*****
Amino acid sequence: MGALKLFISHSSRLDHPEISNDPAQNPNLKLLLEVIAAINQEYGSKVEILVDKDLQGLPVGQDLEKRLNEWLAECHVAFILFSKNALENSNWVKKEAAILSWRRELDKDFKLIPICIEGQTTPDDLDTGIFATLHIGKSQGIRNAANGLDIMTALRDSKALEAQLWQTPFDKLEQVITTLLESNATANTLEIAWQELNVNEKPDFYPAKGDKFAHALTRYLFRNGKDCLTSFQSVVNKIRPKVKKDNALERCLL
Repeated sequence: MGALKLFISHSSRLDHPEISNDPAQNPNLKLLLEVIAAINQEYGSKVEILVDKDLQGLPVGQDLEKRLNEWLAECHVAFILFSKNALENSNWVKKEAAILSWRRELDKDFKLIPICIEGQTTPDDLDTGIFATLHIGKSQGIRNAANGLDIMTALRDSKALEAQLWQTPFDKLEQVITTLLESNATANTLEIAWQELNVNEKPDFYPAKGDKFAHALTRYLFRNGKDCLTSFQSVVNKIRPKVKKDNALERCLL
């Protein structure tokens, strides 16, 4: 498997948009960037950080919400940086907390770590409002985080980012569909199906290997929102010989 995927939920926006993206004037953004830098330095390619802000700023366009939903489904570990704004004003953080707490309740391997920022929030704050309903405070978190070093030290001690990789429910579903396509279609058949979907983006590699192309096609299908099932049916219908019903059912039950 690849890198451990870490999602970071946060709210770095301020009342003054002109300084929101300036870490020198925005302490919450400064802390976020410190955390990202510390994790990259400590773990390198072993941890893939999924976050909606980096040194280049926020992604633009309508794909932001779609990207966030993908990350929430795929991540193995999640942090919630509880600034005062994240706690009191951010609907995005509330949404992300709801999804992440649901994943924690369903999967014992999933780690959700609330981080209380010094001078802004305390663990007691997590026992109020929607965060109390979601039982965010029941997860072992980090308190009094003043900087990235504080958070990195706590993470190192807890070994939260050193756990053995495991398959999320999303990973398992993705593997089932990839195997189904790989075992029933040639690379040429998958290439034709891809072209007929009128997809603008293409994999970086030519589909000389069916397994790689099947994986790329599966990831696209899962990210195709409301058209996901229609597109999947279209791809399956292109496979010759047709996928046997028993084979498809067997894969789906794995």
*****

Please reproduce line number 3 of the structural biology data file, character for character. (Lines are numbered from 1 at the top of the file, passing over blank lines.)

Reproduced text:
């Protein structure tokens, strides 16, 4: 498997948009960037950080919400940086907390770590409002985080980012569909199906290997929102010989 995927939920926006993206004037953004830098330095390619802000700023366009939903489904570990704004004003953080707490309740391997920022929030704050309903405070978190070093030290001690990789429910579903396509279609058949979907983006590699192309096609299908099932049916219908019903059912039950 690849890198451990870490999602970071946060709210770095301020009342003054002109300084929101300036870490020198925005302490919450400064802390976020410190955390990202510390994790990259400590773990390198072993941890893939999924976050909606980096040194280049926020992604633009309508794909932001779609990207966030993908990350929430795929991540193995999640942090919630509880600034005062994240706690009191951010609907995005509330949404992300709801999804992440649901994943924690369903999967014992999933780690959700609330981080209380010094001078802004305390663990007691997590026992109020929607965060109390979601039982965010029941997860072992980090308190009094003043900087990235504080958070990195706590993470190192807890070994939260050193756990053995495991398959999320999303990973398992993705593997089932990839195997189904790989075992029933040639690379040429998958290439034709891809072209007929009128997809603008293409994999970086030519589909000389069916397994790689099947994986790329599966990831696209899962990210195709409301058209996901229609597109999947279209791809399956292109496979010759047709996928046997028993084979498809067997894969789906794995």